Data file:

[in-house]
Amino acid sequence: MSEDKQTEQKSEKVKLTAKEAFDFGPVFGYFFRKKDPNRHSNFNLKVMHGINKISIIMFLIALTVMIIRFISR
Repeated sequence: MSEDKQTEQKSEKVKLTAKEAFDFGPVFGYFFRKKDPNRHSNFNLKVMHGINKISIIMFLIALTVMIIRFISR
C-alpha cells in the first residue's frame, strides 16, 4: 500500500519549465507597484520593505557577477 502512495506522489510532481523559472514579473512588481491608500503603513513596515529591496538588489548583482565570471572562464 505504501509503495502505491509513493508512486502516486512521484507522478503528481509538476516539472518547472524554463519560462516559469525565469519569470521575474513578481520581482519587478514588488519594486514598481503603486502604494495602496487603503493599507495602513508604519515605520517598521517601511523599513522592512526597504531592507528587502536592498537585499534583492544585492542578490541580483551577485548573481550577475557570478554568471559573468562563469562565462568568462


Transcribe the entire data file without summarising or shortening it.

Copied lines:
[in-house]
Amino acid sequence: MSEDKQTEQKSEKVKLTAKEAFDFGPVFGYFFRKKDPNRHSNFNLKVMHGINKISIIMFLIALTVMIIRFISR
Repeated sequence: MSEDKQTEQKSEKVKLTAKEAFDFGPVFGYFFRKKDPNRHSNFNLKVMHGINKISIIMFLIALTVMIIRFISR
C-alpha cells in the first residue's frame, strides 16, 4: 500500500519549465507597484520593505557577477 502512495506522489510532481523559472514579473512588481491608500503603513513596515529591496538588489548583482565570471572562464 505504501509503495502505491509513493508512486502516486512521484507522478503528481509538476516539472518547472524554463519560462516559469525565469519569470521575474513578481520581482519587478514588488519594486514598481503603486502604494495602496487603503493599507495602513508604519515605520517598521517601511523599513522592512526597504531592507528587502536592498537585499534583492544585492542578490541580483551577485548573481550577475557570478554568471559573468562563469562565462568568462